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Realtor urges government to lower real estate taxes

Published:Wednesday | March 30, 2016 | 12:00 AMSteven Jackson
Deborah Cumming, managing director, Century 21 Heave-Ho Properties.

Property sales are up by double-digits, with taxes nearing $9 billion during the last fiscal year, but that hardly reflects the industry's potential, according to realtor Deborah Cumming.

She wants the Government to implement its manifesto promise of lowering real estate taxes in order to drive down transaction costs to potential homeowners. This reduction in turn would spur more developments and likely increase the pool of taxes to Government.

"I hope this Government takes this transfer and stamp duty more seriously," she told Wednesday Business in a telephone interview recently. "Government needs to do its part and reduce the fees as it would encourage more constant sale of properties, instead of people holding them. It would also boost building developments and create more jobs."

The cost of sale of property usually totals 14.5 per cent of the value which comprises realtor and legal fees along with stamp duty at four per cent and transfer fees at five per cent. Transfer and stamp duty fees to Government totalled $8.73 billion for fiscal year ending March 2015 or 25 per cent higher than the previous fiscal year, according to data from Tax Administration Jamaica.


Cumming, who heads Century 21 Heave Ho Properties, revealed that her company's sales, are up 15 per cent for 2016 over 2015. The rise is due to the National Debt Exchange bond payout and lower mortgage rates. Government, however, needs to do its part to encourage the sector, she stressed.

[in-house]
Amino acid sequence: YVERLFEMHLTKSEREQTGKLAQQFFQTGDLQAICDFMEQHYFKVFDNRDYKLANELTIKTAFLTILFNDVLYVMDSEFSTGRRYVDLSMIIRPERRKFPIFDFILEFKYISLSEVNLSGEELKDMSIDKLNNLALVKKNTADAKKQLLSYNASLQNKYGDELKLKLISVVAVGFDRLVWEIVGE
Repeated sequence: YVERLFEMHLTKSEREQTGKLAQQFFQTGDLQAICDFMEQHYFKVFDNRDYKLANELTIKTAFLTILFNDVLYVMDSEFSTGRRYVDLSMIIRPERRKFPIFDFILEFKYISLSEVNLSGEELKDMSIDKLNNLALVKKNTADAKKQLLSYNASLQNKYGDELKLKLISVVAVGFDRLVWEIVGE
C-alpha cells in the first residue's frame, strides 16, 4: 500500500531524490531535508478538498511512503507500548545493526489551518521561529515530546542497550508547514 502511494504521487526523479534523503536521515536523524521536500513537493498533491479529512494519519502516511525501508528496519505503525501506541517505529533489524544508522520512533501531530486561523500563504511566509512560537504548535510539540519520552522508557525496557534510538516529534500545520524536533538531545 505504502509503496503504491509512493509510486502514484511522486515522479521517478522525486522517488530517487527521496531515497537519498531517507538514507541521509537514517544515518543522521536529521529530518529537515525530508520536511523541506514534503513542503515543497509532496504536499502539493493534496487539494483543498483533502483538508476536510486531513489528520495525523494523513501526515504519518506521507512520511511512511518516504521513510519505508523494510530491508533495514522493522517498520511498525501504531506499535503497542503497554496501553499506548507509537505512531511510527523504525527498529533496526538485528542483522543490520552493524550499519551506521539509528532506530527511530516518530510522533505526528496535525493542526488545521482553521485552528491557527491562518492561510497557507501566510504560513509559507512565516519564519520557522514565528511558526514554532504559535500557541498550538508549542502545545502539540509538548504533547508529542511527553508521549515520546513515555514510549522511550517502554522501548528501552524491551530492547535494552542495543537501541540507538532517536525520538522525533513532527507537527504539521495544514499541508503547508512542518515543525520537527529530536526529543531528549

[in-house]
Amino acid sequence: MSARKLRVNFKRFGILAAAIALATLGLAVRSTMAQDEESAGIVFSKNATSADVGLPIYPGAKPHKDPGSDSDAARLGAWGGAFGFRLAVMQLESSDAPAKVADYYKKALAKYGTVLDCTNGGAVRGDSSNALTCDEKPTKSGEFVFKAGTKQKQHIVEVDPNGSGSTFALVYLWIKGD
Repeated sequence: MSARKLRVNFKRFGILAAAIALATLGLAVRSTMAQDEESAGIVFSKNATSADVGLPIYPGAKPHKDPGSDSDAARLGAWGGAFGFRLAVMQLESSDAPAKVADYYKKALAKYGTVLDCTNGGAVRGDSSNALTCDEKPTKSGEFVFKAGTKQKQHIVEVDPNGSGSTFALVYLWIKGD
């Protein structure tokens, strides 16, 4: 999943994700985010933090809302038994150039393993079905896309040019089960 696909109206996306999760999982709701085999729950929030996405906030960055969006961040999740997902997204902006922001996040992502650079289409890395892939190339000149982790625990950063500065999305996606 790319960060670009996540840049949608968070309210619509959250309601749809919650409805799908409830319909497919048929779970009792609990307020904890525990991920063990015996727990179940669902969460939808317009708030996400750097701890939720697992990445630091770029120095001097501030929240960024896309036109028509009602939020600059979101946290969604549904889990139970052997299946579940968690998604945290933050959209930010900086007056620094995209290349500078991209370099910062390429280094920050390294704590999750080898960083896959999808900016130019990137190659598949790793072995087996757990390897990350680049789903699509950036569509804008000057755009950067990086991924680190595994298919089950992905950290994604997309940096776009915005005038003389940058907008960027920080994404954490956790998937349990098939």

"Developers are bawling because the cost of sale is ridiculous," she said.

In January, John Mahfood, the chief executive at Jamaican Teas which operates a real estate arm, blasted as "anachronistic" laws and taxes surrounding the real estate sector which results in a homeowner paying 30 per cent more for units than necessary. It includes 16.5 per cent for general consumption tax and nine per cent on stamp and transfer fees, he said in his presentation at the Jamaica Stock Exchange's annual conference.

Cumming added that another benefit of reducing the rates is that it would discourage persons from holding properties in offshore companies.

"The prime minister, and not just him, but when you speak to everybody, that is what they do. Whenever you have any substantial real estate you put it in an offshore company," she said, referencing Prime Minister Andrew Holness, who became a director in Admat, a St Lucia-based company that purchased the land on which his mansion is being built.

Cumming added that Government could also scrap the fees and introduce a capital gains tax, which she believes would result in a faster sale of homes.

The Jamaica Labour Party manifesto indicates that the Government will again reduce transfer taxes, stamp duties and estate taxes.

"As has been demonstrated all over the world, construction is one of the fastest routes to stimulating the economy. We will increase construction as a result of lower stamp duty and transfer tax, as well as housing market reform. This will generate thousands more jobs," stated the manifesto.